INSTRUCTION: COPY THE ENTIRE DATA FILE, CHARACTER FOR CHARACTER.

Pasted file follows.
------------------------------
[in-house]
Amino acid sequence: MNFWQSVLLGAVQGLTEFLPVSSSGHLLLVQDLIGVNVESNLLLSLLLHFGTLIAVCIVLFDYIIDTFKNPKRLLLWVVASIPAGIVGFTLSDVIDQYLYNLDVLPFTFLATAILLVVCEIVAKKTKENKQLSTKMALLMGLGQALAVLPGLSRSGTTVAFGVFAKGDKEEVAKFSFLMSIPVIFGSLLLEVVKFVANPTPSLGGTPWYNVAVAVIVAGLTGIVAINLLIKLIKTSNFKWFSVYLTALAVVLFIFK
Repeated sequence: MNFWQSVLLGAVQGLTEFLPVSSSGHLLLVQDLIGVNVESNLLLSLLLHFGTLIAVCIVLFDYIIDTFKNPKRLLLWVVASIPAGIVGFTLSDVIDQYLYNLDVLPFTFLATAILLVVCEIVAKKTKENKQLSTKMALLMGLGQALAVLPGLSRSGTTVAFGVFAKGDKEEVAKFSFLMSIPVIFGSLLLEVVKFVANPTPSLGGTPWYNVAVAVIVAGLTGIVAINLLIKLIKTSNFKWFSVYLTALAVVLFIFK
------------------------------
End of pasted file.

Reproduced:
[in-house]
Amino acid sequence: MNFWQSVLLGAVQGLTEFLPVSSSGHLLLVQDLIGVNVESNLLLSLLLHFGTLIAVCIVLFDYIIDTFKNPKRLLLWVVASIPAGIVGFTLSDVIDQYLYNLDVLPFTFLATAILLVVCEIVAKKTKENKQLSTKMALLMGLGQALAVLPGLSRSGTTVAFGVFAKGDKEEVAKFSFLMSIPVIFGSLLLEVVKFVANPTPSLGGTPWYNVAVAVIVAGLTGIVAINLLIKLIKTSNFKWFSVYLTALAVVLFIFK
Repeated sequence: MNFWQSVLLGAVQGLTEFLPVSSSGHLLLVQDLIGVNVESNLLLSLLLHFGTLIAVCIVLFDYIIDTFKNPKRLLLWVVASIPAGIVGFTLSDVIDQYLYNLDVLPFTFLATAILLVVCEIVAKKTKENKQLSTKMALLMGLGQALAVLPGLSRSGTTVAFGVFAKGDKEEVAKFSFLMSIPVIFGSLLLEVVKFVANPTPSLGGTPWYNVAVAVIVAGLTGIVAINLLIKLIKTSNFKWFSVYLTALAVVLFIFK